Sweaty season is here. Daytime temperatures in the sauna we call South Florida will soon settle into the high 80s and weather experts are forecasting a hotter than normal summer. Again.
“Last year was the warmest since 2010 in South Florida, and seven of the past 10 summers have been above normal,” said National Oceanic and Atmospheric Administration meteorologist Stephen Baxter. “With your spring dry conditions and sea surface temperatures that continue to run substantially higher than usual you’re looking at another warming trend.”
So expect seven months of scorching, sapping, sometimes life-endangering weather. What to do, beyond moving to northern locales that are also getting warmer? Some cities are developing strategies to beat the heat as they confront this growing threat to the health of urban populations.
Phoenix is a leader. In the desert city where temperatures are already hitting 105 degrees and typically spike to 110-115, the second year of the “We’re Cool” campaign is under way. Residents can take a break in designated air-conditioned respite sites at churches, Salvation Army shelters, homeless shelters, community centers, senior centers, libraries, fire stations and municipal buildings, where they can also get wellness checks and information on preventing and treating heat-related illnesses. There are free water stations arrayed around the metro area, part of Maricopa County’s Heat Relief Network, which is advertised on trains and buses.
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“Arizona has dry heat – different from Miami but just as harsh,” said Michael Hammett, chief service officer in the city manager’s office. “We’re particularly concerned about low-income people and people with health risks. We don’t want them to get sick or wind up in the hospital. We want them to know about places that may be right around the corner or along their commute where they can find hydration and relief.”
Cities such as Seattle, Toronto, Cincinnati, St. Louis and Philadelphia also open a network of shelters during heat waves. Volunteers knock on the doors of elderly residents to check on them.
“Heat is the greatest weather-related killer in the U.S. – greater than tornados or hurricanes,” said Dr. Laurence Kalkstein, climatology professor at the University of Miami’s Miller School of Medicine in the department of Public Health Sciences. “It’s a sneaky killer, a silent killer. There is poor public awareness of heat. People go about their day figuring they’re immune to it. But we’ve got a huge vulnerable population of aging people who don’t sweat as efficiently, obese people, people on medication, homeless people.”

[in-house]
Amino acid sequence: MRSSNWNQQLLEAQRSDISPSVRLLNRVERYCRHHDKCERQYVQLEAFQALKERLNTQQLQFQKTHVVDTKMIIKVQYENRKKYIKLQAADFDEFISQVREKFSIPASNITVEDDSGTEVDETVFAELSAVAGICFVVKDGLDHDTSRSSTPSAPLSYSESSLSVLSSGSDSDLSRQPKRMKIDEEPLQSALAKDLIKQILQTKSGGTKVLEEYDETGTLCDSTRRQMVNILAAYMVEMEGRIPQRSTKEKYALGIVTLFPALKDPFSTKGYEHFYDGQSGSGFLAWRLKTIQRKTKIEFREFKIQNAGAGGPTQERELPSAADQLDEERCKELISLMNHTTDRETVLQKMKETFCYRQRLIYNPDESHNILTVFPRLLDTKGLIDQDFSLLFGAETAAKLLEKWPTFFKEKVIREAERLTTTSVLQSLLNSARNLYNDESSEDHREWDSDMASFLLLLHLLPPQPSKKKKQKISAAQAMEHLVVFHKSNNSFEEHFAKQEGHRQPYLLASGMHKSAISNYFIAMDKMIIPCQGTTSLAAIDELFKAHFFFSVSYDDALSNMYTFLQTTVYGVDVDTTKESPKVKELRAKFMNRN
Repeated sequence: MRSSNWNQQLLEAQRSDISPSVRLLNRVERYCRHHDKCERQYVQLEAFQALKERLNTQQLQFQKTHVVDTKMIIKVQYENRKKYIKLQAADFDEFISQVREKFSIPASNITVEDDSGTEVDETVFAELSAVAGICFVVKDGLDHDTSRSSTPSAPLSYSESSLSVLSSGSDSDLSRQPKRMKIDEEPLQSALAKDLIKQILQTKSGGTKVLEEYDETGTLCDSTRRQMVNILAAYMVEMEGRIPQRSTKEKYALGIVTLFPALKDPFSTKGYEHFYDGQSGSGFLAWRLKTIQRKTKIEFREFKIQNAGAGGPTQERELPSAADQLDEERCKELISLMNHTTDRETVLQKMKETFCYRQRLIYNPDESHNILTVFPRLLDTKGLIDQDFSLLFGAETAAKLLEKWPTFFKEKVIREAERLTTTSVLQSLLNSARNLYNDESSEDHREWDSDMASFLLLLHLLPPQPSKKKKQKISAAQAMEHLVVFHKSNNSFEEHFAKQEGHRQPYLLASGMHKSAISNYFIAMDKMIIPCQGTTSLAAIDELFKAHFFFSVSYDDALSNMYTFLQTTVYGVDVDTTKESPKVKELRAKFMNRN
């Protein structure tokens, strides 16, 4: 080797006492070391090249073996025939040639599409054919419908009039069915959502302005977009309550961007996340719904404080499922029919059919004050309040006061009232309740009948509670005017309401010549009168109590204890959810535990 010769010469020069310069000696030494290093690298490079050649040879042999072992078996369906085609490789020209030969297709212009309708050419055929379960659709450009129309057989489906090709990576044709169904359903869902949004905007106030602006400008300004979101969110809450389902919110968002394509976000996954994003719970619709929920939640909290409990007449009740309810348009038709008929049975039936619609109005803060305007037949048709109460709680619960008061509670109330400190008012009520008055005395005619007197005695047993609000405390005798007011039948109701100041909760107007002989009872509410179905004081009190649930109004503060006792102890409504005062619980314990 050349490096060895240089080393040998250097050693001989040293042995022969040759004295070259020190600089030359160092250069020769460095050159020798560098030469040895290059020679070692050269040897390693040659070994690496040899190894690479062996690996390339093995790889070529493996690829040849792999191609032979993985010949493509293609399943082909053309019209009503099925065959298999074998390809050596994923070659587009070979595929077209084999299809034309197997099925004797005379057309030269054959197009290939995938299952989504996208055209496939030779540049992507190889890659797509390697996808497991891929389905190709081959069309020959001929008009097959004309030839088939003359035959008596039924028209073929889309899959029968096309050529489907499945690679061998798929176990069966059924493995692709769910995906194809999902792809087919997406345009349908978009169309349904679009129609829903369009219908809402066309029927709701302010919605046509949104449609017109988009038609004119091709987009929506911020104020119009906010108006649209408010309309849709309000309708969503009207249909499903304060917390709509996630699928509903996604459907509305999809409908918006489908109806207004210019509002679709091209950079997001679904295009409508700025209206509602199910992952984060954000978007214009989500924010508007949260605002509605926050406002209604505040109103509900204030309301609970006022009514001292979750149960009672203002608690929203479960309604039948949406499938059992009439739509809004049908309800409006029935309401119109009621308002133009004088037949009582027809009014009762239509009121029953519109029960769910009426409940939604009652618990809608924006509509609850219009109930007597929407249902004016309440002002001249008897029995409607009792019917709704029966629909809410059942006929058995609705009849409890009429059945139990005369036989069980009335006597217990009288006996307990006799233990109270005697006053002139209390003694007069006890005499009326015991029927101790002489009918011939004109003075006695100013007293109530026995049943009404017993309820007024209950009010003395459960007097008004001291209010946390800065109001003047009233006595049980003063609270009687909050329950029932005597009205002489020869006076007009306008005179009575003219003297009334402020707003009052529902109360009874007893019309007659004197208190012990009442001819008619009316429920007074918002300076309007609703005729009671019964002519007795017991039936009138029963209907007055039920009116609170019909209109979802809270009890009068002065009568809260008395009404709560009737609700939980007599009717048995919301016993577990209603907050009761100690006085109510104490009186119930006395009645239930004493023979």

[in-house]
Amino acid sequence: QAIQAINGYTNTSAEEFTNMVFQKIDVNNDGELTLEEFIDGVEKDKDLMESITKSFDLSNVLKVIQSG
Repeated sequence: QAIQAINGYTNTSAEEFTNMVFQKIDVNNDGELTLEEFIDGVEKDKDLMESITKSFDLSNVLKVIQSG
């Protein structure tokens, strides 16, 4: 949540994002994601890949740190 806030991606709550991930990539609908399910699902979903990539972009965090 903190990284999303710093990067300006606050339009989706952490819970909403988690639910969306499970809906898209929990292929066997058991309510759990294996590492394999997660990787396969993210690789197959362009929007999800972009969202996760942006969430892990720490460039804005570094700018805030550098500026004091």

At least 35,000 people died in Europe during the record-breaking heat wave of 2003. Yet Miami, with its subtropical heat and humidity, is not as vulnerable to heat-related health problems as Paris and London, or even New York.
“Our weather is the same day after day, 88-90 degrees with 80 percent humidity,” Kalkstein said. “People are used to this pattern for seven months every year. It’s not variable and it’s not searingly hot. We’re saturated by air conditioning and most homes are amenable to heat.
“It is getting warmer, but I believe humans will adapt. Five feet of water might make Miami uninhabitable eventually, but not the heat.”
South Florida’s average temperature is forecast to be 82.5 degrees through August, NOAA’s Baxter said. That is four tenths of a degree above normal, “which sounds subtle but is actually quite significant,” he said.
Florida’s average temperature from January through April was the warmest year-to-date on record, NOAA data shows.
Aside from reducing the body temperature of citizens, cities are looking for ways to reduce the temperature of the urban core. Innovative solutions include roof materials and paint that reflect heat, reflective pavement and asphalt, green roofs. More trees mean more shade. The Global Cool Cities Alliance and the American Council for an Energy Efficient Economy surveyed 26 North American cities and found they are “confronting the challenges of extreme weather, adapting to a changing climate and improving the health and resiliency of urban populations.”
Kalkstein is planning an experiment at UM; he’ll install window film from the 3M company on a building to find out how much the interior can be cooled.
He’s also principal investigator on a study on how to cool Los Angeles, in collaboration with UCLA, 3M, the Tree People and the U.S. Forest Service.
“This transcends any controversy over climate change,” he said. “If we can cool a city by three degrees it makes a big difference in the lives of its people.”
In 2016, the average temperature in the contiguous U.S. was above the 20th century average for the 20th consecutive year, and 2.9 degrees above that average, according to NOAA. The year-to-date average temperature for the U.S. through April was 4.5 degrees above average.